Surveillance cameras can be a strong deterrent against crime. They can also be a great help to law enforcement. Doorbell cameras can help to identify the porch pirates that are lifting your Amazon deliveries, as well as a would-be robber or assailant.

But for every bit of increased security cameras provide, we trade off a little bit of privacy. There are rules that outline when surveillance cameras are allowed and when they are not. Read on to learn more.

Surveillance Cameras Outside

Surveillance cameras outside are usually fair game. They are very common in urban areas. You will usually see them posted on the corner of many buildings.

The cameras create a visual record of any incident–be it criminal or accidental. This kind of proof can be invaluable if you are worried about liability.

Private Areas Are Protected Areas

When a camera is in a public place, it cannot be pointed to a private area. For instance, if it’s aimed at a bedroom window, that could be a violation of privacy.

If the camera has enhanced capabilities that allow it to see through obstructions or in the dark, this is especially true. Using a handheld or portable camera outside to do things like peer through windows is also not permitted. Surveillance cameras generally cannot be used where there is an expectation of privacy.

Public Places Are Generally Fair Game

Under normal circumstances, there is little concern about violating someone’s privacy in an outside public area.

Surveillance Cameras Inside

The rules for using surveillance cameras inside are a little more complicated. Store security cameras used to prevent shoplifting are generally okay.

Again, cameras are not permitted in areas where a person expects privacy.

Bathrooms

Privacy has been an issue of concern for stores that have considered putting cameras in bathrooms and dressing rooms. Surprisingly, cases have split over privacy in dressing rooms, while bathrooms have almost universally been deemed off-limits.

Dressing Rooms

Because dressing rooms do not necessarily require full nudity, they are sometimes used to prevent theft. Therefore, one could be on camera while clothes shopping. Fortunately, most national chains have refrained from placing cameras in dressing rooms out of concern for alienating their customers rather than issues over privacy laws.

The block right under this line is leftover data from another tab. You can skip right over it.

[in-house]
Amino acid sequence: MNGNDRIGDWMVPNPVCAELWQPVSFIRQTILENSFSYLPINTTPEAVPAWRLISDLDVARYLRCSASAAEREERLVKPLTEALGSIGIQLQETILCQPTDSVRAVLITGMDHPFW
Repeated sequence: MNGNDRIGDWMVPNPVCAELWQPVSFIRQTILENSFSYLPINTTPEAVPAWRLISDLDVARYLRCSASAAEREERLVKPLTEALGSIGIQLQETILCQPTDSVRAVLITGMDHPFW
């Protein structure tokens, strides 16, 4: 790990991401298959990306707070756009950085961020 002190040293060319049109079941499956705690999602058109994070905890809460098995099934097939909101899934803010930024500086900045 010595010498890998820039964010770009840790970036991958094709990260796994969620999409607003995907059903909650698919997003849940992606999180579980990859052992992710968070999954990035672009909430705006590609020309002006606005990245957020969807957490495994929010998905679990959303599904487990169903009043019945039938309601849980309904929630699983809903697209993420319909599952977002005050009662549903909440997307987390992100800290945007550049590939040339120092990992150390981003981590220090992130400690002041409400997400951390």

Hotel and Locker Rooms

Similarly, other areas like rented rooms, hotel rooms, and locker rooms are generally off-limits for security cameras. These places have the expectation of complete privacy.

Surprising New Surveillance

With technology ever-evolving, new locations for surveillance are popping up almost every day. Aerial drones are a new technology causing considerable debate.

While laws have not yet fully caught up to this development, it does raise the question of whether one’s house and yard can be free of surveillance, either by individuals or the government, from aerial drones.

Know the Law

Surveillance cams might help to increase security, but they could also create problems if you are not following the law.

The placement of video recording devices within the common areas of residential and commercial buildings is acceptable. Beyond that, you may want to check with your attorney.

Video and Audio Recordings

Devices designed to record video and audio, are prohibited by federal law. Therefore cameras with hidden microphones are illegal. Wiretap laws vary from state to state. Bottom line: various rules may apply and you must analyze each to determine how to proceed.

In Missouri

  • Video surveillance is illegal in any place where a person has a “reasonable expectation of privacy.”
  • Recording any kind of oral communication through an electronic device by a third party without consent is wiretapping and is strictly prohibited.
  • Exceptions to the law include an undercover investigation into a crime by law enforcement.

What this means is that unless you are involved in a criminal investigation, you cannot conduct your own surveillance activities unless this occurs in a public place.

If you have questions about surveillance, again, we encourage you to contact your attorney.